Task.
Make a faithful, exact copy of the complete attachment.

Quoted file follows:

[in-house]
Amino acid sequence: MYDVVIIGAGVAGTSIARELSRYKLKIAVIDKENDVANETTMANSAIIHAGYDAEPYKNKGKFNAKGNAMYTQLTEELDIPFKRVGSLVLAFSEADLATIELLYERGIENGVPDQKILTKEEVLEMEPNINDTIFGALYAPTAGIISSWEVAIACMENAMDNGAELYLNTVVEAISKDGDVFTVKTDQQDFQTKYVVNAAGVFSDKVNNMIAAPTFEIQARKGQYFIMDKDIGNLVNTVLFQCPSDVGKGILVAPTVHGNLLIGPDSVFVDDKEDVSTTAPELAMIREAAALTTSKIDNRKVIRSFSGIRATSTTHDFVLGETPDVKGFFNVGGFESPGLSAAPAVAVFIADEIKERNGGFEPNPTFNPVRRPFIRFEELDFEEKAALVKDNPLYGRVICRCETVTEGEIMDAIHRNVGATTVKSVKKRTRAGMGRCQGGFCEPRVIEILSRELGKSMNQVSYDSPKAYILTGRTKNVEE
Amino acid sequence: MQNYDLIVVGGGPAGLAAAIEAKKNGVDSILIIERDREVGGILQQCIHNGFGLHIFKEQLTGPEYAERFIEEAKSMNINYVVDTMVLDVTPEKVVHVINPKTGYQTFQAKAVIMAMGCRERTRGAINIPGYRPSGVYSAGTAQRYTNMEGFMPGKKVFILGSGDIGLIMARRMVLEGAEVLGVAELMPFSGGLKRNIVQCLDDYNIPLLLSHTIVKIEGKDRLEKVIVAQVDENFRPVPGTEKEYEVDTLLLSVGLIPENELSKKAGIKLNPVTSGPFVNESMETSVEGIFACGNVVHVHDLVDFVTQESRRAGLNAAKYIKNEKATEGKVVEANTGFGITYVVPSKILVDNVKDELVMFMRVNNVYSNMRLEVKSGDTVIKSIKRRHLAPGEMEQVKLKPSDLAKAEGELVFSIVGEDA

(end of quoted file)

[in-house]
Amino acid sequence: MYDVVIIGAGVAGTSIARELSRYKLKIAVIDKENDVANETTMANSAIIHAGYDAEPYKNKGKFNAKGNAMYTQLTEELDIPFKRVGSLVLAFSEADLATIELLYERGIENGVPDQKILTKEEVLEMEPNINDTIFGALYAPTAGIISSWEVAIACMENAMDNGAELYLNTVVEAISKDGDVFTVKTDQQDFQTKYVVNAAGVFSDKVNNMIAAPTFEIQARKGQYFIMDKDIGNLVNTVLFQCPSDVGKGILVAPTVHGNLLIGPDSVFVDDKEDVSTTAPELAMIREAAALTTSKIDNRKVIRSFSGIRATSTTHDFVLGETPDVKGFFNVGGFESPGLSAAPAVAVFIADEIKERNGGFEPNPTFNPVRRPFIRFEELDFEEKAALVKDNPLYGRVICRCETVTEGEIMDAIHRNVGATTVKSVKKRTRAGMGRCQGGFCEPRVIEILSRELGKSMNQVSYDSPKAYILTGRTKNVEE
Amino acid sequence: MQNYDLIVVGGGPAGLAAAIEAKKNGVDSILIIERDREVGGILQQCIHNGFGLHIFKEQLTGPEYAERFIEEAKSMNINYVVDTMVLDVTPEKVVHVINPKTGYQTFQAKAVIMAMGCRERTRGAINIPGYRPSGVYSAGTAQRYTNMEGFMPGKKVFILGSGDIGLIMARRMVLEGAEVLGVAELMPFSGGLKRNIVQCLDDYNIPLLLSHTIVKIEGKDRLEKVIVAQVDENFRPVPGTEKEYEVDTLLLSVGLIPENELSKKAGIKLNPVTSGPFVNESMETSVEGIFACGNVVHVHDLVDFVTQESRRAGLNAAKYIKNEKATEGKVVEANTGFGITYVVPSKILVDNVKDELVMFMRVNNVYSNMRLEVKSGDTVIKSIKRRHLAPGEMEQVKLKPSDLAKAEGELVFSIVGEDA